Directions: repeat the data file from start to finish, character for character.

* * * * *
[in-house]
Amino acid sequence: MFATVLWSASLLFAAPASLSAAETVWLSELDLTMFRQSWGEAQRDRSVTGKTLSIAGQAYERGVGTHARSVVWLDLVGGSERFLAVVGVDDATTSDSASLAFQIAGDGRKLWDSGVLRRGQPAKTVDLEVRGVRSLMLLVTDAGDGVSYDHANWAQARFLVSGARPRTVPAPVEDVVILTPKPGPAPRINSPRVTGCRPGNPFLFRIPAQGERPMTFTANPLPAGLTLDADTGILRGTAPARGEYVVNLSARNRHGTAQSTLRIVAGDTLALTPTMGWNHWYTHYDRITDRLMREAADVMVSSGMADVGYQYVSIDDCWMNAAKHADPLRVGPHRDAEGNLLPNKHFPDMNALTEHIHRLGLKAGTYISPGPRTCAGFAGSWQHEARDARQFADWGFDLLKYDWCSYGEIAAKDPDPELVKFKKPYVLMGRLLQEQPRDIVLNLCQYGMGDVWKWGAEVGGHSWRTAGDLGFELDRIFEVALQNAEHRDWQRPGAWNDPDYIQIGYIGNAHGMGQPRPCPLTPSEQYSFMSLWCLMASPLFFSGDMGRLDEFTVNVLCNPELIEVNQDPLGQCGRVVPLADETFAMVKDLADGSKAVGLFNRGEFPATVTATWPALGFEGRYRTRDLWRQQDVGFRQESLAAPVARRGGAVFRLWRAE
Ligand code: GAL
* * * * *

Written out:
[in-house]
Amino acid sequence: MFATVLWSASLLFAAPASLSAAETVWLSELDLTMFRQSWGEAQRDRSVTGKTLSIAGQAYERGVGTHARSVVWLDLVGGSERFLAVVGVDDATTSDSASLAFQIAGDGRKLWDSGVLRRGQPAKTVDLEVRGVRSLMLLVTDAGDGVSYDHANWAQARFLVSGARPRTVPAPVEDVVILTPKPGPAPRINSPRVTGCRPGNPFLFRIPAQGERPMTFTANPLPAGLTLDADTGILRGTAPARGEYVVNLSARNRHGTAQSTLRIVAGDTLALTPTMGWNHWYTHYDRITDRLMREAADVMVSSGMADVGYQYVSIDDCWMNAAKHADPLRVGPHRDAEGNLLPNKHFPDMNALTEHIHRLGLKAGTYISPGPRTCAGFAGSWQHEARDARQFADWGFDLLKYDWCSYGEIAAKDPDPELVKFKKPYVLMGRLLQEQPRDIVLNLCQYGMGDVWKWGAEVGGHSWRTAGDLGFELDRIFEVALQNAEHRDWQRPGAWNDPDYIQIGYIGNAHGMGQPRPCPLTPSEQYSFMSLWCLMASPLFFSGDMGRLDEFTVNVLCNPELIEVNQDPLGQCGRVVPLADETFAMVKDLADGSKAVGLFNRGEFPATVTATWPALGFEGRYRTRDLWRQQDVGFRQESLAAPVARRGGAVFRLWRAE
Ligand code: GAL